Pharmacists may dispense any valid prescription written by an authorised prescriber, regardless of the Australian State or Territory it was prescribed in.
Any health practitioner that belongs to the authorised class of registered health practitioner or holds the required individual endorsement is an authorised prescriber. As registered health practitioners are recognised to practice nationally, this means that prescribing authority in Western Australia (WA) does extend to practitioners resident in other States and Territories.
There are some cases where certain S8 prescriptions from other States and Territories cannot be dispensed.
Valid Interstate Prescriptions
Prescriptions written by interstate based practitioner that may be dispensed in WA include all Schedule 4 and most Schedule 8 (S8) medicines. To be valid the prescriptions must:
- contain all the information normally required by WA legislation; and
- be issued by a class of prescriber authorised under WA law.
Interstate Schedule 8 Prescriptions
Interstate S8 prescriptions must contain all additional information required for these documents in WA, such as patient Date of Birth, exact repeat interval and precise directions for use.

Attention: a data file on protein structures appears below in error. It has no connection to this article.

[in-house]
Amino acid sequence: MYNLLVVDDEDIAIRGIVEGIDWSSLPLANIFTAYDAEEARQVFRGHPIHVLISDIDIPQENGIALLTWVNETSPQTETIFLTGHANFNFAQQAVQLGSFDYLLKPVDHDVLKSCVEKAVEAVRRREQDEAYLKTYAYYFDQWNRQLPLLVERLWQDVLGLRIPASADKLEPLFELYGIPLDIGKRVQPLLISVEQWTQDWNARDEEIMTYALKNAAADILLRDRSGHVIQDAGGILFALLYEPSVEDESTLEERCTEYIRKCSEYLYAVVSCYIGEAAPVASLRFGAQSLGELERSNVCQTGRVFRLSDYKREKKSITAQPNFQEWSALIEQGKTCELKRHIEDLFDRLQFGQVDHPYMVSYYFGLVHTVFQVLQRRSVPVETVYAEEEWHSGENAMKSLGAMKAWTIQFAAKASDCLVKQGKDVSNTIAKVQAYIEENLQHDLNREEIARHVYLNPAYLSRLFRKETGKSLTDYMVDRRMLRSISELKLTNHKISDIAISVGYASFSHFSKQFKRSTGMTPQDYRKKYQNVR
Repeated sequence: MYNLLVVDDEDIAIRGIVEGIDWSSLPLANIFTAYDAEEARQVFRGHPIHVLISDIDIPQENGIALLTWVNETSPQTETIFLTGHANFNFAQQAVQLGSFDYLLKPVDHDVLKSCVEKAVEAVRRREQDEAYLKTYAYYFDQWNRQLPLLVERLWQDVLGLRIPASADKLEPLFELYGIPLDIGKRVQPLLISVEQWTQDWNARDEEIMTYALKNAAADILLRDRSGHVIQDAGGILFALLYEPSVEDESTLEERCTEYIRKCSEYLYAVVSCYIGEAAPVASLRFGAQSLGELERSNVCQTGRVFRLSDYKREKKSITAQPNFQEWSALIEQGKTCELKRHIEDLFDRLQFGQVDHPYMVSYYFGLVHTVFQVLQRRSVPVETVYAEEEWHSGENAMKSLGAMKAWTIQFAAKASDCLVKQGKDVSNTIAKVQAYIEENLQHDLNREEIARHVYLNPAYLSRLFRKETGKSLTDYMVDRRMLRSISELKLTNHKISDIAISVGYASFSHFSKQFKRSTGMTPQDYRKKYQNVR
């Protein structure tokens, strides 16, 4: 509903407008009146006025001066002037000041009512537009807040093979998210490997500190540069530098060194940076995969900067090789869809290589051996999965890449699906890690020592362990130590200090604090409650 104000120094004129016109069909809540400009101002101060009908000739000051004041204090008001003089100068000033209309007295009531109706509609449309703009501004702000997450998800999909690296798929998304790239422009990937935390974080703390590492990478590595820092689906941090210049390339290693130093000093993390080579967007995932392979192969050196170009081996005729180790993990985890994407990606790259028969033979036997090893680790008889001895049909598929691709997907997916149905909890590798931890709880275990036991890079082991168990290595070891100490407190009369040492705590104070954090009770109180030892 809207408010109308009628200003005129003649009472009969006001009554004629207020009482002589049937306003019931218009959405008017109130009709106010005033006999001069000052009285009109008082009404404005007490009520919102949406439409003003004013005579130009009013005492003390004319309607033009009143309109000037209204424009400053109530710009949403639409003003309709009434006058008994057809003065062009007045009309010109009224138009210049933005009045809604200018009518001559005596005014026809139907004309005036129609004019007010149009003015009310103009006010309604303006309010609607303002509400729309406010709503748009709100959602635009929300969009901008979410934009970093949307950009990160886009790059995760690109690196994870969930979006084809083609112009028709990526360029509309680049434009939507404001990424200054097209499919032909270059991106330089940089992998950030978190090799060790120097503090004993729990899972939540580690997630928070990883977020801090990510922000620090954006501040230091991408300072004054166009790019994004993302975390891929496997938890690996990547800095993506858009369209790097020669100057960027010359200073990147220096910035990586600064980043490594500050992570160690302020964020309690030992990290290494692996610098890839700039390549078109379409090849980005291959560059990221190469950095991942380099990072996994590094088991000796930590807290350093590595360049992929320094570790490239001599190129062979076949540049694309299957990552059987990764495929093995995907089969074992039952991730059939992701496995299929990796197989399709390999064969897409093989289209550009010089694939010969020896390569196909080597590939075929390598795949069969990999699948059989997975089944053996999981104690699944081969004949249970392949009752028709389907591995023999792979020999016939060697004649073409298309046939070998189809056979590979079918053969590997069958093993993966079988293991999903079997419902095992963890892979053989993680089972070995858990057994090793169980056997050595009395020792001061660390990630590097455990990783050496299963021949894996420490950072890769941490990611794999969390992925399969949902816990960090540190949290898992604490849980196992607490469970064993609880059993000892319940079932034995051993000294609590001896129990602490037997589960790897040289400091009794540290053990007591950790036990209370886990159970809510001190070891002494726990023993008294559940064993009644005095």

Pharmacists must still take reasonable steps to verify the genuineness of the S8 prescription as usual. Interstate S8 prescriptions must be retained at the dispensing WA pharmacy, but will be approved for transfer back to a pharmacy in another state, upon application.
Invalid Interstate Prescriptions
There are some S8 medicines that require the specific approval of the CEO of health to prescribe. These include:
- opioid pharmacotherapy for treatment of dependence
- Cannabis-Based Products (CBP)
- flunitrazepam, alprazolam or methadone.
The Department of Health does not routinely authorise prescribing by interstate practitioners in these cases. For this reason prescriptions for these items are unlikely to be authorised and should not be dispensed by WA pharmacists.
Regulations and restrictions over prescribing of S8 medicines does vary between States and Territories. An equivalent approval to prescribe one of these medicines in the State of origin is not valid in WA, even if the prescription complies with relevant restrictions in that jurisdiction.
In these cases the pharmacist should refer the patient to a WA based prescriber.